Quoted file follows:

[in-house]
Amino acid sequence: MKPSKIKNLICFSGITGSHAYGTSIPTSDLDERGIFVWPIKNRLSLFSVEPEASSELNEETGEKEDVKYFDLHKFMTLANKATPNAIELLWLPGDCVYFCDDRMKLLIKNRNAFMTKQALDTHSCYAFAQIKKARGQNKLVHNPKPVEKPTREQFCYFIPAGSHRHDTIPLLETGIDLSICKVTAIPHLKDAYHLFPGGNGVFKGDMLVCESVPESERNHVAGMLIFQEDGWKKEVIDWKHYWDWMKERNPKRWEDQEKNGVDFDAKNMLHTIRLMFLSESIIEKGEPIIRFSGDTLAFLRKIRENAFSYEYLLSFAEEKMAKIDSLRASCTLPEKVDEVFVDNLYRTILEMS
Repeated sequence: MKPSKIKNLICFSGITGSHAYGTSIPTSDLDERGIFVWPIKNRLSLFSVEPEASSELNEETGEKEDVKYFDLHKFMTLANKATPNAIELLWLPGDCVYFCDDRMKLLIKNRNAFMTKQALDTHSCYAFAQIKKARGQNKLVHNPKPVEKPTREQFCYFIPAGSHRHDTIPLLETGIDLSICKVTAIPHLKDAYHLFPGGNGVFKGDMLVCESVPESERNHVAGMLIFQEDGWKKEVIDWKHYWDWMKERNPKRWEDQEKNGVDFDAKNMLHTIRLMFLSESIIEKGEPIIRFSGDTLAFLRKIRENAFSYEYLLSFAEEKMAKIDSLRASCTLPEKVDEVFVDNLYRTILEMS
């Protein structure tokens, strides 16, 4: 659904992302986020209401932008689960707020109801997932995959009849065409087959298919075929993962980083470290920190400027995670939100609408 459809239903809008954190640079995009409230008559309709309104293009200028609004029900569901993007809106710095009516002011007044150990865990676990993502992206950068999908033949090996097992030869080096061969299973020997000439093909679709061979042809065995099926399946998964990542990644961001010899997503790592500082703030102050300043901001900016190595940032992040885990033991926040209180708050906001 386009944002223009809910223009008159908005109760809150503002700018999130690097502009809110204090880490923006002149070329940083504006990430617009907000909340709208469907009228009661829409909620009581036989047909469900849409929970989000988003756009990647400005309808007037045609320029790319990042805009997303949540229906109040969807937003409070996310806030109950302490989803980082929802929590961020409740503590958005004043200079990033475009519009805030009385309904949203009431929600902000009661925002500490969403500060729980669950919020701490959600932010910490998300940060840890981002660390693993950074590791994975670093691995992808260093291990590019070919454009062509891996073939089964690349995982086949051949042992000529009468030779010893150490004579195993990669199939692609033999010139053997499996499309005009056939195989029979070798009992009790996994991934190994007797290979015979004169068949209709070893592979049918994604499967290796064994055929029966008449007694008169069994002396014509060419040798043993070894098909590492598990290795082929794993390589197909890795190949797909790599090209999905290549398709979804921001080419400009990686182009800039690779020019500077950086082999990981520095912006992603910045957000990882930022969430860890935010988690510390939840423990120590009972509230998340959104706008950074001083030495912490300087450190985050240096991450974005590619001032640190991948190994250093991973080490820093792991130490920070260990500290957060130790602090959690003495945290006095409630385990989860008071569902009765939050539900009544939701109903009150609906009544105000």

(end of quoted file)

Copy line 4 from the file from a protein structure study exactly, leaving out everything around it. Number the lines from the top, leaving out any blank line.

């Protein structure tokens, strides 16, 4: 659904992302986020209401932008689960707020109801997932995959009849065409087959298919075929993962980083470290920190400027995670939100609408 459809239903809008954190640079995009409230008559309709309104293009200028609004029900569901993007809106710095009516002011007044150990865990676990993502992206950068999908033949090996097992030869080096061969299973020997000439093909679709061979042809065995099926399946998964990542990644961001010899997503790592500082703030102050300043901001900016190595940032992040885990033991926040209180708050906001 386009944002223009809910223009008159908005109760809150503002700018999130690097502009809110204090880490923006002149070329940083504006990430617009907000909340709208469907009228009661829409909620009581036989047909469900849409929970989000988003756009990647400005309808007037045609320029790319990042805009997303949540229906109040969807937003409070996310806030109950302490989803980082929802929590961020409740503590958005004043200079990033475009519009805030009385309904949203009431929600902000009661925002500490969403500060729980669950919020701490959600932010910490998300940060840890981002660390693993950074590791994975670093691995992808260093291990590019070919454009062509891996073939089964690349995982086949051949042992000529009468030779010893150490004579195993990669199939692609033999010139053997499996499309005009056939195989029979070798009992009790996994991934190994007797290979015979004169068949209709070893592979049918994604499967290796064994055929029966008449007694008169069994002396014509060419040798043993070894098909590492598990290795082929794993390589197909890795190949797909790599090209999905290549398709979804921001080419400009990686182009800039690779020019500077950086082999990981520095912006992603910045957000990882930022969430860890935010988690510390939840423990120590009972509230998340959104706008950074001083030495912490300087450190985050240096991450974005590619001032640190991948190994250093991973080490820093792991130490920070260990500290957060130790602090959690003495945290006095409630385990989860008071569902009765939050539900009544939701109903009150609906009544105000």